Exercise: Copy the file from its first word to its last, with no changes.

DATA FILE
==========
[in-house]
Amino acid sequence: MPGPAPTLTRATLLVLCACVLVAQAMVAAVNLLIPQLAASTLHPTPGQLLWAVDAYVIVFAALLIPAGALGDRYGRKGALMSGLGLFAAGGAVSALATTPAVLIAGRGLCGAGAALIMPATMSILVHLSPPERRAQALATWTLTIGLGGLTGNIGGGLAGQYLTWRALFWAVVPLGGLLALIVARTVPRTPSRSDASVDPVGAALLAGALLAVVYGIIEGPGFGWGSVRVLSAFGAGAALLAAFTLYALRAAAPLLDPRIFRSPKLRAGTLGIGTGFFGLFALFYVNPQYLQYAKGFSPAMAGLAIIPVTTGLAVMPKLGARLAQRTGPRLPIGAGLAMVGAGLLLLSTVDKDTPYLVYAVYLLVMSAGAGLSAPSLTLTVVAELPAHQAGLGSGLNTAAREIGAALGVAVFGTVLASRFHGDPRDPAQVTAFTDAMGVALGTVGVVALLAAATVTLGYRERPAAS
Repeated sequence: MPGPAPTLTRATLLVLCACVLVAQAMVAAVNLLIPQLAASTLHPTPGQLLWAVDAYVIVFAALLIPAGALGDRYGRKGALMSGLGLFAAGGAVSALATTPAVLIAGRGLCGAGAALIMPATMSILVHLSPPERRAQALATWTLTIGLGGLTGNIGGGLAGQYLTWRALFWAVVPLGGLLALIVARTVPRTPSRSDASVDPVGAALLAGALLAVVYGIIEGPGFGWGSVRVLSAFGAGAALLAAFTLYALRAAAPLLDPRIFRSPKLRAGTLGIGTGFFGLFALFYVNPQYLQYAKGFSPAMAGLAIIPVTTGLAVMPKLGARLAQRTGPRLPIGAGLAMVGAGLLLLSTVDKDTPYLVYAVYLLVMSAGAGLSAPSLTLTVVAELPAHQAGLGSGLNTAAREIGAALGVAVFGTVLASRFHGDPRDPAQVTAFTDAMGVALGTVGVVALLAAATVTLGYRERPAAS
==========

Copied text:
[in-house]
Amino acid sequence: MPGPAPTLTRATLLVLCACVLVAQAMVAAVNLLIPQLAASTLHPTPGQLLWAVDAYVIVFAALLIPAGALGDRYGRKGALMSGLGLFAAGGAVSALATTPAVLIAGRGLCGAGAALIMPATMSILVHLSPPERRAQALATWTLTIGLGGLTGNIGGGLAGQYLTWRALFWAVVPLGGLLALIVARTVPRTPSRSDASVDPVGAALLAGALLAVVYGIIEGPGFGWGSVRVLSAFGAGAALLAAFTLYALRAAAPLLDPRIFRSPKLRAGTLGIGTGFFGLFALFYVNPQYLQYAKGFSPAMAGLAIIPVTTGLAVMPKLGARLAQRTGPRLPIGAGLAMVGAGLLLLSTVDKDTPYLVYAVYLLVMSAGAGLSAPSLTLTVVAELPAHQAGLGSGLNTAAREIGAALGVAVFGTVLASRFHGDPRDPAQVTAFTDAMGVALGTVGVVALLAAATVTLGYRERPAAS
Repeated sequence: MPGPAPTLTRATLLVLCACVLVAQAMVAAVNLLIPQLAASTLHPTPGQLLWAVDAYVIVFAALLIPAGALGDRYGRKGALMSGLGLFAAGGAVSALATTPAVLIAGRGLCGAGAALIMPATMSILVHLSPPERRAQALATWTLTIGLGGLTGNIGGGLAGQYLTWRALFWAVVPLGGLLALIVARTVPRTPSRSDASVDPVGAALLAGALLAVVYGIIEGPGFGWGSVRVLSAFGAGAALLAAFTLYALRAAAPLLDPRIFRSPKLRAGTLGIGTGFFGLFALFYVNPQYLQYAKGFSPAMAGLAIIPVTTGLAVMPKLGARLAQRTGPRLPIGAGLAMVGAGLLLLSTVDKDTPYLVYAVYLLVMSAGAGLSAPSLTLTVVAELPAHQAGLGSGLNTAAREIGAALGVAVFGTVLASRFHGDPRDPAQVTAFTDAMGVALGTVGVVALLAAATVTLGYRERPAAS